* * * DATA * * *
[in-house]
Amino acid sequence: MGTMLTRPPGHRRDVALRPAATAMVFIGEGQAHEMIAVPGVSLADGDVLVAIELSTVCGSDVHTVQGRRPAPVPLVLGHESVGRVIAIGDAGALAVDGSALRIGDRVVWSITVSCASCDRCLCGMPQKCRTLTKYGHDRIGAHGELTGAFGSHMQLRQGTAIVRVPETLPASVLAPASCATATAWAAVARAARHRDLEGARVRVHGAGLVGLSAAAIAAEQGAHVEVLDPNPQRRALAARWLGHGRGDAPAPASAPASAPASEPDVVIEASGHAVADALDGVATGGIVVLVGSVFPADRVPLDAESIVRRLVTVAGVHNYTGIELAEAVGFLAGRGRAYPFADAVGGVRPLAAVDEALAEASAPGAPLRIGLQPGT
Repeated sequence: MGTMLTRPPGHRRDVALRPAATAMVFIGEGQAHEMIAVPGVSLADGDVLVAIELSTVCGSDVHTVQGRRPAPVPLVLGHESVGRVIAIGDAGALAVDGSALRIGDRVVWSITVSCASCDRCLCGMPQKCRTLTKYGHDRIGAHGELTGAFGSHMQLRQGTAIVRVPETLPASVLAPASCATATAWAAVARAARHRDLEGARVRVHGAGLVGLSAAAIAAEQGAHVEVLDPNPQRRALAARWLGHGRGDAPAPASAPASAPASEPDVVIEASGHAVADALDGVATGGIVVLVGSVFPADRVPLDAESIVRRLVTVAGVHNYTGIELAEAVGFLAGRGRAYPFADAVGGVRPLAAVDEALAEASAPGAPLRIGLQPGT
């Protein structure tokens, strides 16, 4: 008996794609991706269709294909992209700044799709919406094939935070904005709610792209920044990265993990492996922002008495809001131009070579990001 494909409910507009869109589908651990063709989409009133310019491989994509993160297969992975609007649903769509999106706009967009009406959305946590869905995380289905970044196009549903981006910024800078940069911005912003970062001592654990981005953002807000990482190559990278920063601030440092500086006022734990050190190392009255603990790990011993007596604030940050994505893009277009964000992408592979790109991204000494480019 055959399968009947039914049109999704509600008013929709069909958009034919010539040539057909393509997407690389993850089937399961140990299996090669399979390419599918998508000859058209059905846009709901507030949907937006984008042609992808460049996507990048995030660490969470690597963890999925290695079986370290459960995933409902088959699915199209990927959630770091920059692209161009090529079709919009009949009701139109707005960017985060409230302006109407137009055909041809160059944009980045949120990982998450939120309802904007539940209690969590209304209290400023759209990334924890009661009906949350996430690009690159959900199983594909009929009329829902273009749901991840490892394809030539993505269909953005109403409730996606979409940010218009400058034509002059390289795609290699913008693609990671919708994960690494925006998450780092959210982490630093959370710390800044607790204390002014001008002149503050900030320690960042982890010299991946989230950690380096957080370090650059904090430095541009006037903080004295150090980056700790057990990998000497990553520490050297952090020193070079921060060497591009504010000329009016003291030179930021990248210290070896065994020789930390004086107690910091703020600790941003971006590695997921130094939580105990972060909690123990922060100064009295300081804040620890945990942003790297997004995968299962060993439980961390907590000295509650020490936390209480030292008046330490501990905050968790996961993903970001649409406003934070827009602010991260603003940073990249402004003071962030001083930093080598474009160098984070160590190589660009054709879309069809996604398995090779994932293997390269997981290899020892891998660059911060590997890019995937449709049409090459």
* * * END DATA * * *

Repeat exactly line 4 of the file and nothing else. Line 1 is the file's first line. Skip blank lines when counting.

């Protein structure tokens, strides 16, 4: 008996794609991706269709294909992209700044799709919406094939935070904005709610792209920044990265993990492996922002008495809001131009070579990001 494909409910507009869109589908651990063709989409009133310019491989994509993160297969992975609007649903769509999106706009967009009406959305946590869905995380289905970044196009549903981006910024800078940069911005912003970062001592654990981005953002807000990482190559990278920063601030440092500086006022734990050190190392009255603990790990011993007596604030940050994505893009277009964000992408592979790109991204000494480019 055959399968009947039914049109999704509600008013929709069909958009034919010539040539057909393509997407690389993850089937399961140990299996090669399979390419599918998508000859058209059905846009709901507030949907937006984008042609992808460049996507990048995030660490969470690597963890999925290695079986370290459960995933409902088959699915199209990927959630770091920059692209161009090529079709919009009949009701139109707005960017985060409230302006109407137009055909041809160059944009980045949120990982998450939120309802904007539940209690969590209304209290400023759209990334924890009661009906949350996430690009690159959900199983594909009929009329829902273009749901991840490892394809030539993505269909953005109403409730996606979409940010218009400058034509002059390289795609290699913008693609990671919708994960690494925006998450780092959210982490630093959370710390800044607790204390002014001008002149503050900030320690960042982890010299991946989230950690380096957080370090650059904090430095541009006037903080004295150090980056700790057990990998000497990553520490050297952090020193070079921060060497591009504010000329009016003291030179930021990248210290070896065994020789930390004086107690910091703020600790941003971006590695997921130094939580105990972060909690123990922060100064009295300081804040620890945990942003790297997004995968299962060993439980961390907590000295509650020490936390209480030292008046330490501990905050968790996961993903970001649409406003934070827009602010991260603003940073990249402004003071962030001083930093080598474009160098984070160590190589660009054709879309069809996604398995090779994932293997390269997981290899020892891998660059911060590997890019995937449709049409090459």